Craig Dawson (West Ham)

How many times did Andreas Pereira think he could block Craig Dawson’s run into Fulham’s penalty area without the referee taking action? Three times is the answer, and on the fourth occasion referee Chris Kavanagh decided, with Pereira not heeding the warnings, to award West Ham a penalty which set them on the way to a 3-1 win.

What was worse, not one of his Fulham teammates told him to refrain from such activity, or even changed places with Pereira to make the situation less problematic. To then see the entire team surrounding Kavanagh in horror and disgust at awarding West Ham a penalty makes you wonder if the Cottagers had lost the plot. The only sensible person in that scenario was Dawson, who handled the situation brilliantly.

Midfielders

Bruno Guimaraes (Newcastle)

Brentford and Ivan Toney looked a shadow of the side that destroyed Leeds a few weeks ago. Meanwhile, Bruno Guimaraes is playing out of his skin for Newcastle.

The Brazilian’s performance in the 5-1 thrashing of the Bees was quite outstanding. He intercepted the ball from the halfway line for his second goal, dribbled to the edge of the Brentford penalty box and struck a lovely shot past David Raya. The Bees goalkeeper, who had a shocker by the way, needs to learn who not to give the ball to when his team is under pressure. And Ethan Pinnock needs to understand that there is no shame in telling your goalkeeper you don’t want the ball in certain situations.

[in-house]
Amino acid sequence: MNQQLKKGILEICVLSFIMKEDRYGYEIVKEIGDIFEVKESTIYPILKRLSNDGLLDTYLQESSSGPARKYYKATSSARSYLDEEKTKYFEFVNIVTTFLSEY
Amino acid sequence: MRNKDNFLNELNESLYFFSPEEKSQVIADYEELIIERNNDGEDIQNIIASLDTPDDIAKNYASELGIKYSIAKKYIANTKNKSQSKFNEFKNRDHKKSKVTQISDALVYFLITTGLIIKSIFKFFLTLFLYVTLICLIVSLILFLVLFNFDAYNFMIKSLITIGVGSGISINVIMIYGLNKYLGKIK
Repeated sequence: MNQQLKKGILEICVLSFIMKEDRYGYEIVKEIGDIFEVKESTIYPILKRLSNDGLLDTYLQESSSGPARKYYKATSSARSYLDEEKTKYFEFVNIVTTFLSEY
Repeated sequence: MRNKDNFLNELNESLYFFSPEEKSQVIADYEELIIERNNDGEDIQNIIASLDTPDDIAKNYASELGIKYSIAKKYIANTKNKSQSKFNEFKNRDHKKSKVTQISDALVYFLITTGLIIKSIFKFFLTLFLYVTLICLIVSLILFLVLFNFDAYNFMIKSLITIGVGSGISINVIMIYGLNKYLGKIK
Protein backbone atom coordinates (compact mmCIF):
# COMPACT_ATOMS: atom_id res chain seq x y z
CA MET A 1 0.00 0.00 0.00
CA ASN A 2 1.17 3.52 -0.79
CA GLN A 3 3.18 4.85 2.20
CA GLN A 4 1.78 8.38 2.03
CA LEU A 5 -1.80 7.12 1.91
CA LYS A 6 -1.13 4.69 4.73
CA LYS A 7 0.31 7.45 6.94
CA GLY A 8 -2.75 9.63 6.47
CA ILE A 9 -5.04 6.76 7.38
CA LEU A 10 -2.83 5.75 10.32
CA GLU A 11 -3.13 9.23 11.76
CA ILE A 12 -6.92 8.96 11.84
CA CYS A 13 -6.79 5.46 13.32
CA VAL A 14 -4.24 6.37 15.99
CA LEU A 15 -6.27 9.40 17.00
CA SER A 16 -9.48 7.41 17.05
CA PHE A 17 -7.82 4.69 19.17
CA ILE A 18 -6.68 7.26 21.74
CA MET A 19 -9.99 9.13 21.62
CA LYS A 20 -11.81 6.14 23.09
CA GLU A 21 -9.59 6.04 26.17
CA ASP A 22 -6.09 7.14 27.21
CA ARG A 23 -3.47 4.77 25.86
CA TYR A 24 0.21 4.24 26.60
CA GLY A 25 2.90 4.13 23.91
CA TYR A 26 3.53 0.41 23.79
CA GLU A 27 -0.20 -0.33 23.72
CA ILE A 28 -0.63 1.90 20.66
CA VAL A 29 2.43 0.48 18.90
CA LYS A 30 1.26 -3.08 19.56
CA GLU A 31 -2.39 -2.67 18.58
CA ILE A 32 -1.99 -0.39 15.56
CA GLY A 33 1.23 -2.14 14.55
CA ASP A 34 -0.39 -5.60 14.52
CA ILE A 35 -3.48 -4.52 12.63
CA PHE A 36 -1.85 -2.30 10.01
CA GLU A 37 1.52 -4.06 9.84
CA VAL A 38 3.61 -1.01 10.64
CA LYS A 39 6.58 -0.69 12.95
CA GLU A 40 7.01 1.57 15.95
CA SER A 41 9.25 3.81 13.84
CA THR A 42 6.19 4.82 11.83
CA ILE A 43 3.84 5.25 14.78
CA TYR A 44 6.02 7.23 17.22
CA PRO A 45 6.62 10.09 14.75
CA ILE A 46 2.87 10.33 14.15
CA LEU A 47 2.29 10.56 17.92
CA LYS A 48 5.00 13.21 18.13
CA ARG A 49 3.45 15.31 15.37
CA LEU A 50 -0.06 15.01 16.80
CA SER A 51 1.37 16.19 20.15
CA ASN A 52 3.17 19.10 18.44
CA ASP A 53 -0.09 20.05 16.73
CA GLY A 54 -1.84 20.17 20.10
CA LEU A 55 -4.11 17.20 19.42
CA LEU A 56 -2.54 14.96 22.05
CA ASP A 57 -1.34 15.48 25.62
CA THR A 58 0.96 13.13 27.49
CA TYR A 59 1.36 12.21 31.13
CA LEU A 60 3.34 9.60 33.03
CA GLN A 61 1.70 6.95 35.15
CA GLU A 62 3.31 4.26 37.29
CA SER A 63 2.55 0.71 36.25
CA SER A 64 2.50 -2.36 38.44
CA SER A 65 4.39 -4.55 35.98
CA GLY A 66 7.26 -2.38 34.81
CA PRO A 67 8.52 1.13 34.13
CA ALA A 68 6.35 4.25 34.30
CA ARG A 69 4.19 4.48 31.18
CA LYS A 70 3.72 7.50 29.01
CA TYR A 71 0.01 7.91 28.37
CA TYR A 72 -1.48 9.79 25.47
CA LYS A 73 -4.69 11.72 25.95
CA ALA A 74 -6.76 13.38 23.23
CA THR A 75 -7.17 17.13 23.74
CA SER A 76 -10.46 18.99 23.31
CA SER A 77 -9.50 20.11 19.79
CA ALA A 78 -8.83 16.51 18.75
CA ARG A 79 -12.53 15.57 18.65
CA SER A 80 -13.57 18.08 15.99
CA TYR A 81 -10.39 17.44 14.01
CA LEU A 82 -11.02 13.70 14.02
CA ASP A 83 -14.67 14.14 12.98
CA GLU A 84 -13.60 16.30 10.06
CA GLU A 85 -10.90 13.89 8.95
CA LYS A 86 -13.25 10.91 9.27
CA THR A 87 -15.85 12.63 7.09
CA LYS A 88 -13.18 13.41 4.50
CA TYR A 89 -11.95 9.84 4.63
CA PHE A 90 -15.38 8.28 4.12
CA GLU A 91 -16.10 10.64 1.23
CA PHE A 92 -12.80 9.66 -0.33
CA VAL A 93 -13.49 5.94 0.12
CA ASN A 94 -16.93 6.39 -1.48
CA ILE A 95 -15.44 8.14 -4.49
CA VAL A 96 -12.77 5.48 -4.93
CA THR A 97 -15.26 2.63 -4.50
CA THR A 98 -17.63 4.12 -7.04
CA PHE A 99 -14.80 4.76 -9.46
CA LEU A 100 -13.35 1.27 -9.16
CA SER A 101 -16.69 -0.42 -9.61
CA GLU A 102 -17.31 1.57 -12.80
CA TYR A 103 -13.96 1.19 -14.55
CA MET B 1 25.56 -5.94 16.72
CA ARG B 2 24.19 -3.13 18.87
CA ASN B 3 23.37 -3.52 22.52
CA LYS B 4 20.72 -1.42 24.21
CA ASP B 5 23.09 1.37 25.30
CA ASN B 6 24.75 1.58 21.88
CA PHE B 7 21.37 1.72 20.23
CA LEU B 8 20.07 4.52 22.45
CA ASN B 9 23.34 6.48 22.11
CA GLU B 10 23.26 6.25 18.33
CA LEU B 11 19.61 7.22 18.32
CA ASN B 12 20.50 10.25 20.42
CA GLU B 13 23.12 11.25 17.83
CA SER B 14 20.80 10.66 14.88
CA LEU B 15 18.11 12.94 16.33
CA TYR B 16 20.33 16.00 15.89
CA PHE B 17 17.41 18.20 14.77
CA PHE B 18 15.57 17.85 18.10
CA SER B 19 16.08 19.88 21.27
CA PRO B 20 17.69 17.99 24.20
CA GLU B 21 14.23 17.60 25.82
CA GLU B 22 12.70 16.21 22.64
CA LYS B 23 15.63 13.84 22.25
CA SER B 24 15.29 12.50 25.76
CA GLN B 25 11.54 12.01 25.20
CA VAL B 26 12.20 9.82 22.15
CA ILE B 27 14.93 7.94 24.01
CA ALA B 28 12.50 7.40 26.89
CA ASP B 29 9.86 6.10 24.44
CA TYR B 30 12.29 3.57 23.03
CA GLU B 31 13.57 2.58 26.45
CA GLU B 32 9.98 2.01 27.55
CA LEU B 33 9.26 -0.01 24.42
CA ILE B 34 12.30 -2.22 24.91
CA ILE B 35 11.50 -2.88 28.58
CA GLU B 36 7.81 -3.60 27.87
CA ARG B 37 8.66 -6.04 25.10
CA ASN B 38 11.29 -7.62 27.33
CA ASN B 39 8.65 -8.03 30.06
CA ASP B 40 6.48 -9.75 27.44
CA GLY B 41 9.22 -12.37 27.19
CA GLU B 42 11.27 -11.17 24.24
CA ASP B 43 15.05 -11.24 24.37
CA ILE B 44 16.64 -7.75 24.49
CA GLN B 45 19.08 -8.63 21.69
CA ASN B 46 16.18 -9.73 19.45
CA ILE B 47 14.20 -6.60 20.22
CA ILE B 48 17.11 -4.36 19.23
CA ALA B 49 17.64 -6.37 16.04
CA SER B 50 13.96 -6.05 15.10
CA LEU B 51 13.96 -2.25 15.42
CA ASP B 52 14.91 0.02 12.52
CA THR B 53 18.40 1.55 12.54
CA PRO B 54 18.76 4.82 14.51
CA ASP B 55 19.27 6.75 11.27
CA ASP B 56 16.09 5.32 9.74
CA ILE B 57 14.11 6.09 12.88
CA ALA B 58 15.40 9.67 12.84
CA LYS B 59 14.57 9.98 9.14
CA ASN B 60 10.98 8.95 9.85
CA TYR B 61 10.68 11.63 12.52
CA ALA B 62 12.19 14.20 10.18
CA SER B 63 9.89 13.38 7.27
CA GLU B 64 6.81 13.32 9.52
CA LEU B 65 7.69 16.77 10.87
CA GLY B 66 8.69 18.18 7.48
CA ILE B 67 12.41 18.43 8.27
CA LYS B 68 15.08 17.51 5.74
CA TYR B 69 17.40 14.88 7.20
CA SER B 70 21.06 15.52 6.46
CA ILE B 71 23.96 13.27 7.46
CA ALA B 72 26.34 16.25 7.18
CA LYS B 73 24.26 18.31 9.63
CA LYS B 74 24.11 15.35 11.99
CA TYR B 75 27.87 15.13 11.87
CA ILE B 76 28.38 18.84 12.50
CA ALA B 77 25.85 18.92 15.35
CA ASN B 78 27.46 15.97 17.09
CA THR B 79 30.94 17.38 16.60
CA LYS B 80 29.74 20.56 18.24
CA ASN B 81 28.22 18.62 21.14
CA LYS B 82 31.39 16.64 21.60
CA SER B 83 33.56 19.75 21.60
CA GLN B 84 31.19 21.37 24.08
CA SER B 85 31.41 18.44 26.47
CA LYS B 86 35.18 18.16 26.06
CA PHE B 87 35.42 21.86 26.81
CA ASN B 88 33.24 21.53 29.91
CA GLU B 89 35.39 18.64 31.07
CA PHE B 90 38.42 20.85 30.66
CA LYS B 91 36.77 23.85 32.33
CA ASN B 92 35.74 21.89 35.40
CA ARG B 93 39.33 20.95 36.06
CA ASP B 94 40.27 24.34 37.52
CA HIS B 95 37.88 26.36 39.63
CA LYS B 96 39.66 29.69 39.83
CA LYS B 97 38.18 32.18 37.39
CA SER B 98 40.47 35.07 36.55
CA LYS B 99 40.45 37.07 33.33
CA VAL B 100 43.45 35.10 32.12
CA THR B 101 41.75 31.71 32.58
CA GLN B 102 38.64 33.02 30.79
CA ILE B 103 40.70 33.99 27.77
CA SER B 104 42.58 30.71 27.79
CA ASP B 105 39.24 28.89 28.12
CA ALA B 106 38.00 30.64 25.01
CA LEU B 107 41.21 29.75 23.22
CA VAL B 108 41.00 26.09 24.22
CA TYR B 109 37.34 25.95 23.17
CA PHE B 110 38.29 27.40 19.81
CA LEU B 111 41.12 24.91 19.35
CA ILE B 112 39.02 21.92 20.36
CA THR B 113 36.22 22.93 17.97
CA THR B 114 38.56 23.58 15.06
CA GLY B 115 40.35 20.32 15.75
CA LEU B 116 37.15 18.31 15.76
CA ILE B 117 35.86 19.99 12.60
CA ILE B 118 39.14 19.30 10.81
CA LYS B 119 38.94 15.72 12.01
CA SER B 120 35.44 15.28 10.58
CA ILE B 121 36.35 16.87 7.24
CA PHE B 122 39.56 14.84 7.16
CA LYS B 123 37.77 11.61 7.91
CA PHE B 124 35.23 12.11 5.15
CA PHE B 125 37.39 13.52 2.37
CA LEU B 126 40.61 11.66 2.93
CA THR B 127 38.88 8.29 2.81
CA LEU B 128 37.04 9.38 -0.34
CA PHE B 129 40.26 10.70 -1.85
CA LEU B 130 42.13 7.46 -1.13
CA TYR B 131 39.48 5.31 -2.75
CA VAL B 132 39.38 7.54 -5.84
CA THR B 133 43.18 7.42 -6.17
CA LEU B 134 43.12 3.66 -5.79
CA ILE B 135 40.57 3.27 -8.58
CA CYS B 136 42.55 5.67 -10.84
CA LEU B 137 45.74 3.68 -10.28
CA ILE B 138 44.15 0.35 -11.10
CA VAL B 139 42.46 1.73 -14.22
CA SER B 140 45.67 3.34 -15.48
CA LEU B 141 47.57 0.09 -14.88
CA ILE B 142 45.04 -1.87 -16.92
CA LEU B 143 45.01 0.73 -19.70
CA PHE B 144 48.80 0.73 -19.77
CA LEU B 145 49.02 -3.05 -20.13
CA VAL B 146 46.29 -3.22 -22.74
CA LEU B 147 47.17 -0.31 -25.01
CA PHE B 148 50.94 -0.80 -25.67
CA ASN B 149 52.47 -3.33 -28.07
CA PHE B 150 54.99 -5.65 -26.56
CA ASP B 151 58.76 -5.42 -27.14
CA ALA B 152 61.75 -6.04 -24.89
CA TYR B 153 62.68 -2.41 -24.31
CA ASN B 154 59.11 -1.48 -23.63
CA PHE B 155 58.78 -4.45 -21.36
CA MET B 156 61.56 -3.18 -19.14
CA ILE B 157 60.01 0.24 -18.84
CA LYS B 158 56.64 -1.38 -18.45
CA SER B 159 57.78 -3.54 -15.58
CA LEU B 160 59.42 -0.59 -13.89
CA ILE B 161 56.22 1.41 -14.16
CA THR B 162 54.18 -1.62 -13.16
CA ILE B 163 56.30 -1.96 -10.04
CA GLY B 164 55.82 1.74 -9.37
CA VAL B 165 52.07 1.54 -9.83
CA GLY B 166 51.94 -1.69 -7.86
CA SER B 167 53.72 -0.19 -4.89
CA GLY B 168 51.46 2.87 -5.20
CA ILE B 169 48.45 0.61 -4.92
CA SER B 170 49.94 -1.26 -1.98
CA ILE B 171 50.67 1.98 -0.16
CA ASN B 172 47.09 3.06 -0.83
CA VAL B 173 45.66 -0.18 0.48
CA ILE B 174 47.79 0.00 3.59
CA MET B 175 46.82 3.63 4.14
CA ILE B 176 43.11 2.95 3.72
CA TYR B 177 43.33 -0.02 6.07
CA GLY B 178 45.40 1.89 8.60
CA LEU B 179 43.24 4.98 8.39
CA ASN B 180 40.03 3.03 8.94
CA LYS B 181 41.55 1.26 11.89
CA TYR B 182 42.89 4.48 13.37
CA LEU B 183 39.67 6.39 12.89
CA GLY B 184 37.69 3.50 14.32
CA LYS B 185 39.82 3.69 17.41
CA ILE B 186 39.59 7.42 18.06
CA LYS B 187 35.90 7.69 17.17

Phil Foden (Manchester City)

He scored a hat-trick last week against Manchester United and is looking every inch the player people said he would be when he first burst onto the scene. I must confess I wasn’t convinced, but he certainly looks the part now.

The big question for me is can Foden replicate his club form on the international stage and influence England’s chances at the World Cup when it starts next month?

There will be Bukayo Saka, Mason Mount, Jude Bellingham, Marcus Rashford, Raheem Sterling and even his team-mate Jack Grealish fighting with him for places.

Yet none of them have shown either the level of consistency in their overall performances or their clinical finishing. Should Foden have a good World Cup and establish himself in the England team then we will know for sure just how good he actually is.

Miguel Almiron (Newcastle)